Why in the world would you call Moore's Law a self-fulfilling prophecy. It is neither, rather being a historical trend on how fast people manage to build new technologies that has had surprisingly significant predictive power. The first time that physics and fabrication technology come into it is (perhaps) when people can't keep up the rate of innovation.
Well it was a prophecy when made by Gordon Moore in 1965.
And once made I feel it set a level of expectation that the industry has tried hard to meet. Company such as Intel, forward plan based on the expectation of a two year cycle.
This and similar planning at other companies in turn set the agenda for the semiconductor equipment companies, which in turn affected what technologies become available when.
The general effect was, for the industry players' mutual convenience, the tie the industry in to a roughly two-year cycle. It was also reflected in such things as the International Technology Roadmap for Semiconductors (ITRS) and the predictions made therein.
That is why i believe the prophecy has been largely self-fulfilling ...up until now....
Peter I think you are spot on and it's surprising mainstream press has not picked up on this
For logic is it clear based on Tawain semi offering 20 and 16 does not provide historical die size shrink or a lower cost per transistor and an ending of moores law.
28 to 20 only provided a die size shink of ~35% (when buying 4 layers of metal double patterning...typical for many SOC) and
20 to 16nm has ZERO die size reduction at higher wafer cost (a non-starter for most markets)
"Well it was a prophecy when made by Gordon Moore in 1965."
You mean an observation, not a prophecy. His was not a law, it had no rigorous physics behind it, it was just that at that time scaling seemed quite possible in the near future. I'm sure Moore himself would never have said scaling would continue into atomic dimensions, he was not that stupid.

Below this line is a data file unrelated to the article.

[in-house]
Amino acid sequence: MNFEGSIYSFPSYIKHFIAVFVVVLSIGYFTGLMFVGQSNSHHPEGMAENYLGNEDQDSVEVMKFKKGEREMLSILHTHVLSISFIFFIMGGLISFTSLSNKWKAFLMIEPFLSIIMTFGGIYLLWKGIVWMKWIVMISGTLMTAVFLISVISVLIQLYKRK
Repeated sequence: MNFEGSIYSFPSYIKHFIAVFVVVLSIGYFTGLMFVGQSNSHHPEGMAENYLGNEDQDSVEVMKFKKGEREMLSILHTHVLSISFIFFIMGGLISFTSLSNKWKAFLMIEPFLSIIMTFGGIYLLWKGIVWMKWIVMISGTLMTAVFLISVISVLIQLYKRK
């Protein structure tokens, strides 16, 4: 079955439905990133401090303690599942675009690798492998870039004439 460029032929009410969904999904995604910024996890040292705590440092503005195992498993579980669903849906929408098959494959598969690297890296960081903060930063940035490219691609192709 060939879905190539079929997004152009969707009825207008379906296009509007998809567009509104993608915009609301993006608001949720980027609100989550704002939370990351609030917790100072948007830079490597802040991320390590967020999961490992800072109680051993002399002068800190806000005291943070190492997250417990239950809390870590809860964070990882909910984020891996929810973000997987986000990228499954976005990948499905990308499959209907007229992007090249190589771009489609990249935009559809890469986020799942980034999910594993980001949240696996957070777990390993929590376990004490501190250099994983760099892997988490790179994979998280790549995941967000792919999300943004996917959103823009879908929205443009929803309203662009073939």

As well as being an observation there was a forward-looking element to Moore's comments, which were based not so much on the laws of physics but on the nature of economics.
To quote from the 1965 Electronics article: "Certainly over the short term this rate can be expected to continue, if not to increase. Over the longer term, the rate of increase is a bit more uncertain, although there is no reason to believe it will not remain nearly constant for at least 10 years."
In the article Moore went on to speculate how many transistors it would be economic to integrate monolithically in 1975, which at that time was ten years' hence.
So you are right, Moore did not say scaling would continue into atomic dimensions, but what he stated was more than just an observation on historical levels of integration.
I view Moore's law as a business phenomenon as much as a technology phenomenon. It basically said that at a certain sustainable capital and R&D investment rate, the industry kept doubling the transistor budget every 18 months. Unfortunately, lately the equipment got so exotic and expensive that the capital investment required to stay on the Moore's curve is not justifiable--except perhaps to the largest players with deepest pockets.